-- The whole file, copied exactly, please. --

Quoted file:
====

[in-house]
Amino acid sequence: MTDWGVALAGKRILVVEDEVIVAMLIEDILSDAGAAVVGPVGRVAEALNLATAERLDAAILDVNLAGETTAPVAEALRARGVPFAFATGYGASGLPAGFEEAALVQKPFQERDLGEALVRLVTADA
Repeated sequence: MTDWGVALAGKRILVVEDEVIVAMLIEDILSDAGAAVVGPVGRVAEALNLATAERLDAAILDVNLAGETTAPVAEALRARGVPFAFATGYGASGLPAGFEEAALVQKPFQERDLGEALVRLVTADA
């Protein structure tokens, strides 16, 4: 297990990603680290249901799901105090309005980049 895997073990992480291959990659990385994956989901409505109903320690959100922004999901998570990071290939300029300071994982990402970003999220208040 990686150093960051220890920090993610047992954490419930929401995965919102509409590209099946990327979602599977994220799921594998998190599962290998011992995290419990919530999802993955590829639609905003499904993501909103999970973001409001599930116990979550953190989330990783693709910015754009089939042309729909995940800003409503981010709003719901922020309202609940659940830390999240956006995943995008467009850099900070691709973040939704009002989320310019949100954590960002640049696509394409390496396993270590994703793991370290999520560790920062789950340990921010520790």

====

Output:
[in-house]
Amino acid sequence: MTDWGVALAGKRILVVEDEVIVAMLIEDILSDAGAAVVGPVGRVAEALNLATAERLDAAILDVNLAGETTAPVAEALRARGVPFAFATGYGASGLPAGFEEAALVQKPFQERDLGEALVRLVTADA
Repeated sequence: MTDWGVALAGKRILVVEDEVIVAMLIEDILSDAGAAVVGPVGRVAEALNLATAERLDAAILDVNLAGETTAPVAEALRARGVPFAFATGYGASGLPAGFEEAALVQKPFQERDLGEALVRLVTADA
């Protein structure tokens, strides 16, 4: 297990990603680290249901799901105090309005980049 895997073990992480291959990659990385994956989901409505109903320690959100922004999901998570990071290939300029300071994982990402970003999220208040 990686150093960051220890920090993610047992954490419930929401995965919102509409590209099946990327979602599977994220799921594998998190599962290998011992995290419990919530999802993955590829639609905003499904993501909103999970973001409001599930116990979550953190989330990783693709910015754009089939042309729909995940800003409503981010709003719901922020309202609940659940830390999240956006995943995008467009850099900070691709973040939704009002989320310019949100954590960002640049696509394409390496396993270590994703793991370290999520560790920062789950340990921010520790």